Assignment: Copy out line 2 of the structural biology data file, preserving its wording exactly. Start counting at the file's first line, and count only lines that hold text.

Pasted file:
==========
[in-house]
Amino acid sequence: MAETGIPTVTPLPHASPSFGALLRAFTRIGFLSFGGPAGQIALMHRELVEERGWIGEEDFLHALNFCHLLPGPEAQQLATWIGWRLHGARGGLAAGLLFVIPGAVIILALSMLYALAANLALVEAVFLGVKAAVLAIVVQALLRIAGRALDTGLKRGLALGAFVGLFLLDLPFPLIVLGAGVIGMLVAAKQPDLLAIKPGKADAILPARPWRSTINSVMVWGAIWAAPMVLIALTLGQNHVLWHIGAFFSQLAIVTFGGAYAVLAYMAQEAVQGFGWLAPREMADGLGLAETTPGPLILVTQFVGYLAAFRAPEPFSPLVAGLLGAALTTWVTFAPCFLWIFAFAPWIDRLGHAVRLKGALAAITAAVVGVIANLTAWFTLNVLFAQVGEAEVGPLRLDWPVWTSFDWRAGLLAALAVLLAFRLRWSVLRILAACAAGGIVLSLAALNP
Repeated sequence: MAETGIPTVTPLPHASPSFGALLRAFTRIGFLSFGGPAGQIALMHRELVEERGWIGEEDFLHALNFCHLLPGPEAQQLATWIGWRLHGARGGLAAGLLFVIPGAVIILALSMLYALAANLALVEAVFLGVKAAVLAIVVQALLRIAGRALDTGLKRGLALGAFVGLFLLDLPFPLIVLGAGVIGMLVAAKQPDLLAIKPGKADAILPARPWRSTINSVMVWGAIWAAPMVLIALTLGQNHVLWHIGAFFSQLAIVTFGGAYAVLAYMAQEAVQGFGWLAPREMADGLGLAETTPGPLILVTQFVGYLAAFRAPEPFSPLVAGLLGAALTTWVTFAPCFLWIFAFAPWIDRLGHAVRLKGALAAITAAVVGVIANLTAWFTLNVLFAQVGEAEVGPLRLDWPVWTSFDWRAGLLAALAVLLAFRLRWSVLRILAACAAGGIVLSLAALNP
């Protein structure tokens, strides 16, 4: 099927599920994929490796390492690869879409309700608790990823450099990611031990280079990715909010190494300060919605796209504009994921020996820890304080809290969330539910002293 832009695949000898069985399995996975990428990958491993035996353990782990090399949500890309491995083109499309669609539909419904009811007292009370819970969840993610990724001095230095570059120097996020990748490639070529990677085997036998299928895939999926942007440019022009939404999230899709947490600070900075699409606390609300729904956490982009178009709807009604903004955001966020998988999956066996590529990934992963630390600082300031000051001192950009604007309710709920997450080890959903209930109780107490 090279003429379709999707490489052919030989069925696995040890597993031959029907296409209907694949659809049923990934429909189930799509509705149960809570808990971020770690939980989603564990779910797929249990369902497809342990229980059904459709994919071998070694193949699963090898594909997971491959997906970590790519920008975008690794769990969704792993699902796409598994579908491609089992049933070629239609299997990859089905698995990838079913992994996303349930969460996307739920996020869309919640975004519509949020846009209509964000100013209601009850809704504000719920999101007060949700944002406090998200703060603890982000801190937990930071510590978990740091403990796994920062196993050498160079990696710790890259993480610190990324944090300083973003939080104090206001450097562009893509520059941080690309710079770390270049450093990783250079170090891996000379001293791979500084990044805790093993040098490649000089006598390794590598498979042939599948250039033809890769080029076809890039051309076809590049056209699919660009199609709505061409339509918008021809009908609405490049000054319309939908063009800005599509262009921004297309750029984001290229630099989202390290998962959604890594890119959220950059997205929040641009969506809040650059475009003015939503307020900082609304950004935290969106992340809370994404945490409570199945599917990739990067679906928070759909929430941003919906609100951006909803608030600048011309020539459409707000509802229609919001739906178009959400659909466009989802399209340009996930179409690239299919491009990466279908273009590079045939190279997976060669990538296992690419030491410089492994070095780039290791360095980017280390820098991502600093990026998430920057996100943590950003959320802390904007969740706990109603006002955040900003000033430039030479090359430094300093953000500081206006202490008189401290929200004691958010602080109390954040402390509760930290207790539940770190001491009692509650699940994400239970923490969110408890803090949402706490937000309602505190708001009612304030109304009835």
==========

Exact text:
Amino acid sequence: MAETGIPTVTPLPHASPSFGALLRAFTRIGFLSFGGPAGQIALMHRELVEERGWIGEEDFLHALNFCHLLPGPEAQQLATWIGWRLHGARGGLAAGLLFVIPGAVIILALSMLYALAANLALVEAVFLGVKAAVLAIVVQALLRIAGRALDTGLKRGLALGAFVGLFLLDLPFPLIVLGAGVIGMLVAAKQPDLLAIKPGKADAILPARPWRSTINSVMVWGAIWAAPMVLIALTLGQNHVLWHIGAFFSQLAIVTFGGAYAVLAYMAQEAVQGFGWLAPREMADGLGLAETTPGPLILVTQFVGYLAAFRAPEPFSPLVAGLLGAALTTWVTFAPCFLWIFAFAPWIDRLGHAVRLKGALAAITAAVVGVIANLTAWFTLNVLFAQVGEAEVGPLRLDWPVWTSFDWRAGLLAALAVLLAFRLRWSVLRILAACAAGGIVLSLAALNP